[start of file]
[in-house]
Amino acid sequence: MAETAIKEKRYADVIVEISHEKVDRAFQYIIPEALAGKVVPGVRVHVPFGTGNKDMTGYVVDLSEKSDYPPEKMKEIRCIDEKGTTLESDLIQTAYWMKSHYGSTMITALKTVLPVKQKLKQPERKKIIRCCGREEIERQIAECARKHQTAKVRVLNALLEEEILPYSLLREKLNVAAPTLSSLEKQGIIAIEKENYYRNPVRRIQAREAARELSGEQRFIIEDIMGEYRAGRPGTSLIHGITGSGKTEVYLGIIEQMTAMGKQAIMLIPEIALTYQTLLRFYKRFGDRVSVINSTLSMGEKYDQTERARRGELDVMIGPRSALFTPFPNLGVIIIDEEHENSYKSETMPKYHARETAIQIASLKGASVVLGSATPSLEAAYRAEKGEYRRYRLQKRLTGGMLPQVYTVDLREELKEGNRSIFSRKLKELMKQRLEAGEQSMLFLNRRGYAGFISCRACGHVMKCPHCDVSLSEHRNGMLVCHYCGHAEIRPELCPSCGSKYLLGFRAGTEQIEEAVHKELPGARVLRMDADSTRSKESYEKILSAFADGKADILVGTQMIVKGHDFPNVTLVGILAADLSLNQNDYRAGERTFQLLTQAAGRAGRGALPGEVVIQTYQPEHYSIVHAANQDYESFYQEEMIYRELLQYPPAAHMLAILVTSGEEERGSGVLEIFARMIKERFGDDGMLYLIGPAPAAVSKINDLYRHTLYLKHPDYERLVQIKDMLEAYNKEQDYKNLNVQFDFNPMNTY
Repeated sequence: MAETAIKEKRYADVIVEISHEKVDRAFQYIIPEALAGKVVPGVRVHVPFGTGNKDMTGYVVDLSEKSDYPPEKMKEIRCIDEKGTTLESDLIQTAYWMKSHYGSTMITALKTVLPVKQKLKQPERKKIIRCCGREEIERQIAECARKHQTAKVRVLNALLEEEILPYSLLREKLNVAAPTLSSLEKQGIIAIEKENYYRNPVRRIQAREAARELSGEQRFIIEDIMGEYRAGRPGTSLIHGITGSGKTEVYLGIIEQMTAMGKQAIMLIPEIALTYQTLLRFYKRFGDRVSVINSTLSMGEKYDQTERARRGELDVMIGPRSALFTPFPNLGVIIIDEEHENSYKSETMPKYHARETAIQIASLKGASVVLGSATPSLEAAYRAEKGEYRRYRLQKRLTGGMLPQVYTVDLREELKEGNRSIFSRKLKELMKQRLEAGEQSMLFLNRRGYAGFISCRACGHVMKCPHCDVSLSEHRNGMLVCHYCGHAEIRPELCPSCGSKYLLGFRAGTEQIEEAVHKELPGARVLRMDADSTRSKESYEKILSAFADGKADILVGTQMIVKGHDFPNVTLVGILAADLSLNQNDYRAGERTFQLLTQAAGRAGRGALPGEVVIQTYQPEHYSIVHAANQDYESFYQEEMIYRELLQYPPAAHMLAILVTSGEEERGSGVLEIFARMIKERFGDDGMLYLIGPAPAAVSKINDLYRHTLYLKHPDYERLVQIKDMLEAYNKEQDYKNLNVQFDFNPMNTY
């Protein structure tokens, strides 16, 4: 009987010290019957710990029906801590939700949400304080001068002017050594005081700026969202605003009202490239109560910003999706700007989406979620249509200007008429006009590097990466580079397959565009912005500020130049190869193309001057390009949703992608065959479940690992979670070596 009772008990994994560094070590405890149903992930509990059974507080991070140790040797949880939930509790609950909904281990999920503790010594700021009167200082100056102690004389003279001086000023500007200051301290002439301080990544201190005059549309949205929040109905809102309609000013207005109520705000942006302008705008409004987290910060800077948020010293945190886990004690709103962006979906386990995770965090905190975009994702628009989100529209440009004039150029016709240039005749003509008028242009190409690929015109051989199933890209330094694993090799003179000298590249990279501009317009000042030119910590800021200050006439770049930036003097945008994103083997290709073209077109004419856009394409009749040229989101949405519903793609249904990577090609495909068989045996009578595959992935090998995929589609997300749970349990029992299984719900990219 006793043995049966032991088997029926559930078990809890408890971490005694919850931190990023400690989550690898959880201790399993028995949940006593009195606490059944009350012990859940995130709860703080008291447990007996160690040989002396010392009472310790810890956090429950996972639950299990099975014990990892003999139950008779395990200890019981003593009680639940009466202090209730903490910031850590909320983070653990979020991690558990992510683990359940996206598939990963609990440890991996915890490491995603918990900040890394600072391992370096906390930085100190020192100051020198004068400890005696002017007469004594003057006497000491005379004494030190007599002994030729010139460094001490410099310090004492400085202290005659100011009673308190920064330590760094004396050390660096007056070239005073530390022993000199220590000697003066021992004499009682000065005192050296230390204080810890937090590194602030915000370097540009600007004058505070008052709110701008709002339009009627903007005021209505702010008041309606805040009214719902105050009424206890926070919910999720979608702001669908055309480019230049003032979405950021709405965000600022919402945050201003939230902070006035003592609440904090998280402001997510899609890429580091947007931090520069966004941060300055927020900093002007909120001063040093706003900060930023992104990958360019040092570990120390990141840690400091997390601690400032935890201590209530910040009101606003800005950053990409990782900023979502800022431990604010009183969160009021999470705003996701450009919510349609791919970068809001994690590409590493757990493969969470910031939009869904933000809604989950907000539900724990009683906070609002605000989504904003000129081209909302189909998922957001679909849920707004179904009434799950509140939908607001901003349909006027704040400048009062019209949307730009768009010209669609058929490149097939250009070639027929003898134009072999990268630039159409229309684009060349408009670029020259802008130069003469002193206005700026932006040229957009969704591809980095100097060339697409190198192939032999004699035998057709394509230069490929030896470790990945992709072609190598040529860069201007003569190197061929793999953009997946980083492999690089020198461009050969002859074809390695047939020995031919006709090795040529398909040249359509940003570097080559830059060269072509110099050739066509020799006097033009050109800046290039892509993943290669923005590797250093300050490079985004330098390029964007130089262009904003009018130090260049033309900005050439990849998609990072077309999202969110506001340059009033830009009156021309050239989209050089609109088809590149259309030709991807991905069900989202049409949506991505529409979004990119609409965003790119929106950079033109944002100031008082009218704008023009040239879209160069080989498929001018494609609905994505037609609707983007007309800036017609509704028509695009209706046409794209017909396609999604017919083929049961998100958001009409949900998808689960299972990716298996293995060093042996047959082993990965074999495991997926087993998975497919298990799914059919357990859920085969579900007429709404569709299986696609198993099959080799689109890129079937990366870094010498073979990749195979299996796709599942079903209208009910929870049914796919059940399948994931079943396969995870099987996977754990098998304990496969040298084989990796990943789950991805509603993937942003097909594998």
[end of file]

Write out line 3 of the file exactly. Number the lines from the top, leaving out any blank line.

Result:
Repeated sequence: MAETAIKEKRYADVIVEISHEKVDRAFQYIIPEALAGKVVPGVRVHVPFGTGNKDMTGYVVDLSEKSDYPPEKMKEIRCIDEKGTTLESDLIQTAYWMKSHYGSTMITALKTVLPVKQKLKQPERKKIIRCCGREEIERQIAECARKHQTAKVRVLNALLEEEILPYSLLREKLNVAAPTLSSLEKQGIIAIEKENYYRNPVRRIQAREAARELSGEQRFIIEDIMGEYRAGRPGTSLIHGITGSGKTEVYLGIIEQMTAMGKQAIMLIPEIALTYQTLLRFYKRFGDRVSVINSTLSMGEKYDQTERARRGELDVMIGPRSALFTPFPNLGVIIIDEEHENSYKSETMPKYHARETAIQIASLKGASVVLGSATPSLEAAYRAEKGEYRRYRLQKRLTGGMLPQVYTVDLREELKEGNRSIFSRKLKELMKQRLEAGEQSMLFLNRRGYAGFISCRACGHVMKCPHCDVSLSEHRNGMLVCHYCGHAEIRPELCPSCGSKYLLGFRAGTEQIEEAVHKELPGARVLRMDADSTRSKESYEKILSAFADGKADILVGTQMIVKGHDFPNVTLVGILAADLSLNQNDYRAGERTFQLLTQAAGRAGRGALPGEVVIQTYQPEHYSIVHAANQDYESFYQEEMIYRELLQYPPAAHMLAILVTSGEEERGSGVLEIFARMIKERFGDDGMLYLIGPAPAAVSKINDLYRHTLYLKHPDYERLVQIKDMLEAYNKEQDYKNLNVQFDFNPMNTY